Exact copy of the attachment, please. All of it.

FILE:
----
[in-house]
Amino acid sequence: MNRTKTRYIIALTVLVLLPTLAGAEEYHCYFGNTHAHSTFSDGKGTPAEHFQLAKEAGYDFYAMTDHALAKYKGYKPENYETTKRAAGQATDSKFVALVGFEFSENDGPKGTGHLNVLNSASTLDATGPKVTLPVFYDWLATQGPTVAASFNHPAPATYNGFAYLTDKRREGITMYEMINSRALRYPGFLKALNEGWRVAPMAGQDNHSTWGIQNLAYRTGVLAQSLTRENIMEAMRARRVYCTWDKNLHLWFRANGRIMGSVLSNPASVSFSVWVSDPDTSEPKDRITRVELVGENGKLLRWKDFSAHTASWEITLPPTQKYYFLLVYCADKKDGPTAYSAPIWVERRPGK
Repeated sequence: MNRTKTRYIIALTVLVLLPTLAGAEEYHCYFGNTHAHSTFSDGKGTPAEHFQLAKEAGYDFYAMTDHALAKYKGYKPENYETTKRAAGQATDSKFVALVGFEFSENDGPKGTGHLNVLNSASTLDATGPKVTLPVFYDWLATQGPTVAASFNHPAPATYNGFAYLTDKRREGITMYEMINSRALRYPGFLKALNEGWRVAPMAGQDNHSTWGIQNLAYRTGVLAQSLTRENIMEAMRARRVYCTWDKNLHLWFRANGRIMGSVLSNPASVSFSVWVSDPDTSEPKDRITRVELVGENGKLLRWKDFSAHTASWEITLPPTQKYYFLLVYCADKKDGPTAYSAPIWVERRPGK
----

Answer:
[in-house]
Amino acid sequence: MNRTKTRYIIALTVLVLLPTLAGAEEYHCYFGNTHAHSTFSDGKGTPAEHFQLAKEAGYDFYAMTDHALAKYKGYKPENYETTKRAAGQATDSKFVALVGFEFSENDGPKGTGHLNVLNSASTLDATGPKVTLPVFYDWLATQGPTVAASFNHPAPATYNGFAYLTDKRREGITMYEMINSRALRYPGFLKALNEGWRVAPMAGQDNHSTWGIQNLAYRTGVLAQSLTRENIMEAMRARRVYCTWDKNLHLWFRANGRIMGSVLSNPASVSFSVWVSDPDTSEPKDRITRVELVGENGKLLRWKDFSAHTASWEITLPPTQKYYFLLVYCADKKDGPTAYSAPIWVERRPGK
Repeated sequence: MNRTKTRYIIALTVLVLLPTLAGAEEYHCYFGNTHAHSTFSDGKGTPAEHFQLAKEAGYDFYAMTDHALAKYKGYKPENYETTKRAAGQATDSKFVALVGFEFSENDGPKGTGHLNVLNSASTLDATGPKVTLPVFYDWLATQGPTVAASFNHPAPATYNGFAYLTDKRREGITMYEMINSRALRYPGFLKALNEGWRVAPMAGQDNHSTWGIQNLAYRTGVLAQSLTRENIMEAMRARRVYCTWDKNLHLWFRANGRIMGSVLSNPASVSFSVWVSDPDTSEPKDRITRVELVGENGKLLRWKDFSAHTASWEITLPPTQKYYFLLVYCADKKDGPTAYSAPIWVERRPGK